After two years of heavy casualties, the Afghan military is trying to retake the initiative in the war against militants with a new offensive next week against Daesh – an assault that will see American troops back on the battlefield working more closely with Afghan soldiers, AP reported.
Afghan President Ashraf Ghani recently announced a major assault against fighters loyal to Daesh, who over the past year captured positions along Afghanistan’s eastern border with Pakistan, mainly in Nangarhar province.
That goal to uproot Daesh from Afghanistan has taken on new urgency in the wake of Saturday’s deadly suicide bombing at a protest march in Kabul that killed at least 80 people.
American forces that remained shifted to a supporting role and U.S airstrikes diminished, letting the Afghan military take the lead in carrying out the war.
In an acknowledgment of the deteriorating security situation, President Barack Obama last month gave a green light to a more assertive role for U.S troops, though still short of direct combat.
In a further acknowledgement of the deteriorating security situation, Obama this month pledged to keep 8,400 troops in the country through 2017, delaying plans to reduce troop numbers to 5,500 by the end of this year.
There are currently some 9,800 U.S troops in the country.
Afghanistan’s government and military also received a boost at NATO’s summit in Warsaw this month, when the alliance agreed to fund Afghan forces through 2020.
Meanwhile, Hayatullah Hayat, Helmand provincial governor said: “If the international forces help us with air support and share with us intelligence information, I am sure that we will have even greater achievements.”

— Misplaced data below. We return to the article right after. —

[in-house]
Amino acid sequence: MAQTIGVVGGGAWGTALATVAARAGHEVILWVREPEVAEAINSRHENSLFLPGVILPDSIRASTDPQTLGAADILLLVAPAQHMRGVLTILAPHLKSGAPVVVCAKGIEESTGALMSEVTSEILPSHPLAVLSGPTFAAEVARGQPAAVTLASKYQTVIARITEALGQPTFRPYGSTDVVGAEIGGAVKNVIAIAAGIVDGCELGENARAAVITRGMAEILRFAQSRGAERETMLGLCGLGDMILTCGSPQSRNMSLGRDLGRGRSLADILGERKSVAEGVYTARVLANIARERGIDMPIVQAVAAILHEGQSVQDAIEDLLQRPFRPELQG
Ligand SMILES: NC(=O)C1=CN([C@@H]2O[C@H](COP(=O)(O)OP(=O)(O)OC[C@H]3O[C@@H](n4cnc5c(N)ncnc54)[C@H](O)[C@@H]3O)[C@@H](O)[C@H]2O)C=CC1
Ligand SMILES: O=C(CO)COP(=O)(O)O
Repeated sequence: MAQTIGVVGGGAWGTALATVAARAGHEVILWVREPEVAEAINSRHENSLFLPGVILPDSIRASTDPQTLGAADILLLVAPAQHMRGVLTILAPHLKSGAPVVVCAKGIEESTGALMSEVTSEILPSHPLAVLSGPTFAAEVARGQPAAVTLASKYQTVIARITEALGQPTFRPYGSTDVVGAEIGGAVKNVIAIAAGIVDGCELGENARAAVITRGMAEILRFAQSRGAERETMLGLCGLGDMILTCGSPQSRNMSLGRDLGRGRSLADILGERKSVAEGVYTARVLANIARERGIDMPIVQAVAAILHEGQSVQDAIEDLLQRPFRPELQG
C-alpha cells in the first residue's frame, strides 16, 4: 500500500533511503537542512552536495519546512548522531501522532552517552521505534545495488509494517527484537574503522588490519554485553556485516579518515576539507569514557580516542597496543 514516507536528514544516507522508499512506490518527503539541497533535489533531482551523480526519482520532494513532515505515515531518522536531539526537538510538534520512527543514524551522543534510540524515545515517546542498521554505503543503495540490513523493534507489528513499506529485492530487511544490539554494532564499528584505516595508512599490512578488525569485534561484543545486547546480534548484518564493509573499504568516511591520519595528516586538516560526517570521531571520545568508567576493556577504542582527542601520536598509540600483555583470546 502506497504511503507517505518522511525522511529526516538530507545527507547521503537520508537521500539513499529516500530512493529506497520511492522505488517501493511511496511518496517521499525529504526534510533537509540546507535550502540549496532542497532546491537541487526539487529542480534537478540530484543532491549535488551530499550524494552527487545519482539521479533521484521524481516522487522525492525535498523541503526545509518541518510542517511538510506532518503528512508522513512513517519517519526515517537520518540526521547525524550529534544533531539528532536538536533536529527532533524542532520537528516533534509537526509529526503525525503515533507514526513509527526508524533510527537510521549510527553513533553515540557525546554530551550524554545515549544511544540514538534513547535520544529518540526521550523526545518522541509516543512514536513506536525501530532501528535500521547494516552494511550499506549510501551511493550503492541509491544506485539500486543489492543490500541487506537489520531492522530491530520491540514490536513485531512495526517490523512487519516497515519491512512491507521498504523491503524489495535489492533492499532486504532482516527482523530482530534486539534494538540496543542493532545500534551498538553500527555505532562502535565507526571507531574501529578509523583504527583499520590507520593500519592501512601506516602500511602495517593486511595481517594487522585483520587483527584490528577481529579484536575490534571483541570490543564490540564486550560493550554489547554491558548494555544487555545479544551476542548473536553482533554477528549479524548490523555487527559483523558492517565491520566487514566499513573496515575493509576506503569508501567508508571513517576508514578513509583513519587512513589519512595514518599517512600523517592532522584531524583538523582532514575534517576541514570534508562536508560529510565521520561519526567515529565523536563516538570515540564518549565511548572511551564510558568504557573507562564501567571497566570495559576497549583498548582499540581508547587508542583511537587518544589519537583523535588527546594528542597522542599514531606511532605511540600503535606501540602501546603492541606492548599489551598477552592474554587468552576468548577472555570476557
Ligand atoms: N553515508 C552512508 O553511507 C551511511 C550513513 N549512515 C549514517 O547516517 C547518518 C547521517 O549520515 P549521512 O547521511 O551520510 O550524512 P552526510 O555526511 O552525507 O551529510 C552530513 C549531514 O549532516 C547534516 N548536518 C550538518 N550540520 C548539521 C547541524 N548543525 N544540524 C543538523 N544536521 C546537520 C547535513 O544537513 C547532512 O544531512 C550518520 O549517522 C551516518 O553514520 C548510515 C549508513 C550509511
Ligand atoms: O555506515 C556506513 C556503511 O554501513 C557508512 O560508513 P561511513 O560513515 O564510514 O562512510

U.S Army Brigadier General Andrew Rohling, NATO commander for Helmand advisory forces said: “With President Obama’s decision to keep American soldiers here longer, now we will be able to continue to stay with the 215th Corps (Lashkar Gah). But it’s important to recognize how good the Afghan army has become in areas that coalition (forces) used to do for them.”
Colonel Sayed Mohammad Naeem, from Helmand provincial police training centre meanwhile said: “If they (foreign forces) help our security forces on time, it is one hundred percent to the advantage of Afghanistan and it is not only for the goodness of Afghanistan, it is for the goodness of the world because we are facing international terrorism. They (terrorists) are not destroying Afghanistan but they can be a cause of destruction to the whole world.”
One police trainee Ahmad Meeyakhail also appealed for more support. He said: “We ask the foreign forces to help us with air and ground support while we can still perform ground operations.”
Another trainee, Naik Mohammad, said: “If we have the air support as we had it before a couple of years ago, our operations will be more successful.”